Society for Freshwater Science has so many wonderful members! Thank you to all who volunteer in numerous capacities, from chairing and serving on SFS committees, mentoring students and early career scientists, writing grants to further inclusion in SFS, organizing regional chapter meetings, and serving in elected offices. These efforts are keeping SFS a vibrant and welcoming place and making a difference in opportunities for long-term members as well as newer student members. We would like to thank outgoing committee members for their contributions and thank incoming and continuing committee members and SFS and chapter officers for all their efforts and energy.
As part of our fall calendar, this is the time to recognize individuals who are leading efforts and implementing new ideas. The current issue of our newsletter provides links for you to nominate a colleague, mentor, or mentee for one of the career awards. These awards are directed towards a range of career stages and types of contributions, and we hope you will take the time to celebrate those who make our society and science better through submitting one or more nominations.
Many of our Society members are committed to expanding our community of SFS members with identities historically underrepresented in freshwater science. The Instars Program has been introducing new students to opportunities in aquatic science through our meetings since 2011. Through substantial commitment from SFS members and a small amount of financial support from SFS, the Instars Program has graduated more than 130 students. Our newsletter announces application opportunities for this year’s cohort, who will have the opportunity to participate in the annual SFS meeting in Philadelphia in June 2024. Through the leadership of Checo Colon-Gaud, SFS and other aquatic societies are reaching out broadly through an exhibitor booth at the annual SACNAS (Society for Advancement of Chicanos/Hispanics and Native Americans in Science) Conference, which is happening this week.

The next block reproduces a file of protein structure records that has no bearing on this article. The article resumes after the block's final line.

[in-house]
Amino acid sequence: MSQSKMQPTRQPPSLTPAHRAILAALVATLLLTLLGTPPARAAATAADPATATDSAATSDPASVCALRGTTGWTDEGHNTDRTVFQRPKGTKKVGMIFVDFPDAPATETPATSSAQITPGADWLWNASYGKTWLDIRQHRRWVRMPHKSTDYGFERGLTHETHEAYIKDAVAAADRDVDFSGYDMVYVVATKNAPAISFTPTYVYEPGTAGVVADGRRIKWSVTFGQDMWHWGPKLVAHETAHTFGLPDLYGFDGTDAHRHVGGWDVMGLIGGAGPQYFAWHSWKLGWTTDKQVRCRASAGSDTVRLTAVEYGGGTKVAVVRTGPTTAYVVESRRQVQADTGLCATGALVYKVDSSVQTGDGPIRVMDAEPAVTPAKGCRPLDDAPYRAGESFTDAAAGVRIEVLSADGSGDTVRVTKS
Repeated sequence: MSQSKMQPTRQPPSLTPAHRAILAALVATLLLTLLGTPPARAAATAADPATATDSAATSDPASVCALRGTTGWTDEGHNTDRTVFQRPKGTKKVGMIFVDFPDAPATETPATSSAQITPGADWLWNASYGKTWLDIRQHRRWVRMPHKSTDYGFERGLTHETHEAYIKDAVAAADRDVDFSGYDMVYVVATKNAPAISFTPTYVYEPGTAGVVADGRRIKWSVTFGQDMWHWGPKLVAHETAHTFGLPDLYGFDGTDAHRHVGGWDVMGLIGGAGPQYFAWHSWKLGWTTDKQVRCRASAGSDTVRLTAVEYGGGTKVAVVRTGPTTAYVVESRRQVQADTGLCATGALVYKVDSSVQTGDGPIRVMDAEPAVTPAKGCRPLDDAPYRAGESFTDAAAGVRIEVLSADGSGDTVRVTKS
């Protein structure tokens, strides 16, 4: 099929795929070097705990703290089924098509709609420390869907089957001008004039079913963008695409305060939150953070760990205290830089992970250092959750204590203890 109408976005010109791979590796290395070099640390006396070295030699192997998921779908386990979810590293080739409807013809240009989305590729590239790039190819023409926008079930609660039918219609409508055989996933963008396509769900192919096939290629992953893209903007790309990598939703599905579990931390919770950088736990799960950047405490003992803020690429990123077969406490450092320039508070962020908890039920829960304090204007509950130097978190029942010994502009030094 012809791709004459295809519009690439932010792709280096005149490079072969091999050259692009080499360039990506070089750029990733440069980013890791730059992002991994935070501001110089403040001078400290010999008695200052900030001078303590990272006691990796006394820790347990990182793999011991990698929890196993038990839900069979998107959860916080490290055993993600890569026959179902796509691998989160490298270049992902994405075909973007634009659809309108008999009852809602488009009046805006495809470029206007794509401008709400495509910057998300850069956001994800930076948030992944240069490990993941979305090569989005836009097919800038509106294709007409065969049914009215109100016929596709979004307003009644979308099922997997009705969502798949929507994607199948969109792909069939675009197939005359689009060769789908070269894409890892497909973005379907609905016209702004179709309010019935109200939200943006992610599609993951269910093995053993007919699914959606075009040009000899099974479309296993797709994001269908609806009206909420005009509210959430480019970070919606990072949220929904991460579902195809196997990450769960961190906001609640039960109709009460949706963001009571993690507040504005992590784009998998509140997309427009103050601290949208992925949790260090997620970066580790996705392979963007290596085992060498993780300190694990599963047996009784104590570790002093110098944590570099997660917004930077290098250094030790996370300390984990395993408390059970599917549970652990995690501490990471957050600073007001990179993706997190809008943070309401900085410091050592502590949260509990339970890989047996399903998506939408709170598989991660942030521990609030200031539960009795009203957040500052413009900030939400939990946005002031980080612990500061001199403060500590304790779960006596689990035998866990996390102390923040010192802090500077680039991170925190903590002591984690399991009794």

We are lucky to have SFS members writing grants and devoting time and resources to create opportunities for even broader support of diverse early career scientists. The Emerge Program, funded by an NSF grant, involves selected students in activities and exploration over the course of a year. Applications are opening soon for the 4th cohort. The SFS Headwaters Leadership Academy is another wonderful opportunity that convenes early career scientists for discourse about skills for successful professionals, and matches them with mentors for additional discussions. Several additional SFS-relevant grants have been funded recently by NSF through the BIO-LEAPS program; these are designed to explore and implement ways for our aquatic societies to become more inclusive in their structure and in meetings.
Many of us find ourselves prioritizing SFS meetings because we know they are supportive and engaging conferences for students and early career scientists. SFS Council for Underrepresented Voices (CUV) is helping increase awareness by providing a forum for members to convene and provide input and perspectives on SFS operations and initiatives. Nominations are now open for new members of this Council; this newsletter issue provides more information. In addition to Instars and Emerge participating in our meetings, SFS member support provides undergraduate travel awards and graduate endowment/other awards each year, further supporting the accessibility of our conferences and the unique support we offer our student members.
If you are interested in any of these opportunities, please contact us and we can connect you with the SFS folks who are leading these programs.
With warm regards,
Sherri Johnson, SFS President 2023–24